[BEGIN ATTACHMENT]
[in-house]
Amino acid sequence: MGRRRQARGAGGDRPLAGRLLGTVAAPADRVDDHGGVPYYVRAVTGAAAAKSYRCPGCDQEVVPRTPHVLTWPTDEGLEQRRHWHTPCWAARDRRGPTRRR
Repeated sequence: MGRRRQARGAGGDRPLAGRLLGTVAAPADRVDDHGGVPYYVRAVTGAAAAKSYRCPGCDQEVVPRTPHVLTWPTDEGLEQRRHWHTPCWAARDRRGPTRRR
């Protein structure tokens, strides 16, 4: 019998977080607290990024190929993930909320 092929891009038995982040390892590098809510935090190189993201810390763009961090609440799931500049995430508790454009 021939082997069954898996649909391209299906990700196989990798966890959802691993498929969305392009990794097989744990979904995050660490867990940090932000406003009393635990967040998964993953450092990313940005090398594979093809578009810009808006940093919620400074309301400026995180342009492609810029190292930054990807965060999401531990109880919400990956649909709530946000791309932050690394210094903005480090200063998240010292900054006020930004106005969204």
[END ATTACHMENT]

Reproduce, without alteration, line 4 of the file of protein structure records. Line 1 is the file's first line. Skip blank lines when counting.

């Protein structure tokens, strides 16, 4: 019998977080607290990024190929993930909320 092929891009038995982040390892590098809510935090190189993201810390763009961090609440799931500049995430508790454009 021939082997069954898996649909391209299906990700196989990798966890959802691993498929969305392009990794097989744990979904995050660490867990940090932000406003009393635990967040998964993953450092990313940005090398594979093809578009810009808006940093919620400074309301400026995180342009492609810029190292930054990807965060999401531990109880919400990956649909709530946000791309932050690394210094903005480090200063998240010292900054006020930004106005969204």